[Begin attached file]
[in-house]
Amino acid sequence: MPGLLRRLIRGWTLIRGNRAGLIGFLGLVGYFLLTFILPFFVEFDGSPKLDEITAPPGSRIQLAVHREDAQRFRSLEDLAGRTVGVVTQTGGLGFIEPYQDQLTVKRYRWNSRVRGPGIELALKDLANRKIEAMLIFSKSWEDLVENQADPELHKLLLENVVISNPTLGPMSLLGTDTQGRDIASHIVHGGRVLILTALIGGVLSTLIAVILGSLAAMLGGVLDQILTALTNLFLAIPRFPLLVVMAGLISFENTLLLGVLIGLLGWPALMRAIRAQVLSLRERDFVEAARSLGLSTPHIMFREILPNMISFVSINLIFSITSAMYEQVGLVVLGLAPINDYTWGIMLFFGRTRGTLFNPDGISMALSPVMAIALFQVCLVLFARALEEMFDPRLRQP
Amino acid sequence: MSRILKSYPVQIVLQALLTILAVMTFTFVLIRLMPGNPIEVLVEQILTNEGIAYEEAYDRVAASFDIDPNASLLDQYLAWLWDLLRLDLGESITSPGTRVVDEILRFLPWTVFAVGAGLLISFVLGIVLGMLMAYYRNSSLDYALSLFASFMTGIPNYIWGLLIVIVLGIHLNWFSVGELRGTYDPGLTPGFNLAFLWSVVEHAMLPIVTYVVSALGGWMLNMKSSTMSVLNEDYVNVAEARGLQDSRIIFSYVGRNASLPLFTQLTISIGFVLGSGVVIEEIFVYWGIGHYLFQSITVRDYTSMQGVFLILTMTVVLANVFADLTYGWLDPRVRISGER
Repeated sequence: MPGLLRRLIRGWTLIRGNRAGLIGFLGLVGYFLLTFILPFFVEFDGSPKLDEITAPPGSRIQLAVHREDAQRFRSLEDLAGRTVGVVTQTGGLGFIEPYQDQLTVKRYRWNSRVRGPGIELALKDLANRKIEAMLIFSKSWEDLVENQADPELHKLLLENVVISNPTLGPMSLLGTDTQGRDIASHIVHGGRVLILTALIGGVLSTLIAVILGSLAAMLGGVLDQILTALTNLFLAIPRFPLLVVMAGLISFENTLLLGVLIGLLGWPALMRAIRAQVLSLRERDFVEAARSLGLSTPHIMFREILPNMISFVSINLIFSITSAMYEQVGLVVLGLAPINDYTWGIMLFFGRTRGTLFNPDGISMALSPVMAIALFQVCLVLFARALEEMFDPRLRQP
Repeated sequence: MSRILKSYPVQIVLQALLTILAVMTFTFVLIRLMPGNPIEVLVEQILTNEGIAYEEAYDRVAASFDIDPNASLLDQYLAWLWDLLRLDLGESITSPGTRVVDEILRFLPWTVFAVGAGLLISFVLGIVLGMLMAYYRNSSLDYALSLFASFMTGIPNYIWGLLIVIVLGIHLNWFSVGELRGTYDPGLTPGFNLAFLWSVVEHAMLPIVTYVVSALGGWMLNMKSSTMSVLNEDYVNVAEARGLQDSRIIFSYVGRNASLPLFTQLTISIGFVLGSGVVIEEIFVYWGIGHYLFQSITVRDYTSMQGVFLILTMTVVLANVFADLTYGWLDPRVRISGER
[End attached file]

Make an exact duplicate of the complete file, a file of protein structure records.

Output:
[in-house]
Amino acid sequence: MPGLLRRLIRGWTLIRGNRAGLIGFLGLVGYFLLTFILPFFVEFDGSPKLDEITAPPGSRIQLAVHREDAQRFRSLEDLAGRTVGVVTQTGGLGFIEPYQDQLTVKRYRWNSRVRGPGIELALKDLANRKIEAMLIFSKSWEDLVENQADPELHKLLLENVVISNPTLGPMSLLGTDTQGRDIASHIVHGGRVLILTALIGGVLSTLIAVILGSLAAMLGGVLDQILTALTNLFLAIPRFPLLVVMAGLISFENTLLLGVLIGLLGWPALMRAIRAQVLSLRERDFVEAARSLGLSTPHIMFREILPNMISFVSINLIFSITSAMYEQVGLVVLGLAPINDYTWGIMLFFGRTRGTLFNPDGISMALSPVMAIALFQVCLVLFARALEEMFDPRLRQP
Amino acid sequence: MSRILKSYPVQIVLQALLTILAVMTFTFVLIRLMPGNPIEVLVEQILTNEGIAYEEAYDRVAASFDIDPNASLLDQYLAWLWDLLRLDLGESITSPGTRVVDEILRFLPWTVFAVGAGLLISFVLGIVLGMLMAYYRNSSLDYALSLFASFMTGIPNYIWGLLIVIVLGIHLNWFSVGELRGTYDPGLTPGFNLAFLWSVVEHAMLPIVTYVVSALGGWMLNMKSSTMSVLNEDYVNVAEARGLQDSRIIFSYVGRNASLPLFTQLTISIGFVLGSGVVIEEIFVYWGIGHYLFQSITVRDYTSMQGVFLILTMTVVLANVFADLTYGWLDPRVRISGER
Repeated sequence: MPGLLRRLIRGWTLIRGNRAGLIGFLGLVGYFLLTFILPFFVEFDGSPKLDEITAPPGSRIQLAVHREDAQRFRSLEDLAGRTVGVVTQTGGLGFIEPYQDQLTVKRYRWNSRVRGPGIELALKDLANRKIEAMLIFSKSWEDLVENQADPELHKLLLENVVISNPTLGPMSLLGTDTQGRDIASHIVHGGRVLILTALIGGVLSTLIAVILGSLAAMLGGVLDQILTALTNLFLAIPRFPLLVVMAGLISFENTLLLGVLIGLLGWPALMRAIRAQVLSLRERDFVEAARSLGLSTPHIMFREILPNMISFVSINLIFSITSAMYEQVGLVVLGLAPINDYTWGIMLFFGRTRGTLFNPDGISMALSPVMAIALFQVCLVLFARALEEMFDPRLRQP
Repeated sequence: MSRILKSYPVQIVLQALLTILAVMTFTFVLIRLMPGNPIEVLVEQILTNEGIAYEEAYDRVAASFDIDPNASLLDQYLAWLWDLLRLDLGESITSPGTRVVDEILRFLPWTVFAVGAGLLISFVLGIVLGMLMAYYRNSSLDYALSLFASFMTGIPNYIWGLLIVIVLGIHLNWFSVGELRGTYDPGLTPGFNLAFLWSVVEHAMLPIVTYVVSALGGWMLNMKSSTMSVLNEDYVNVAEARGLQDSRIIFSYVGRNASLPLFTQLTISIGFVLGSGVVIEEIFVYWGIGHYLFQSITVRDYTSMQGVFLILTMTVVLANVFADLTYGWLDPRVRISGER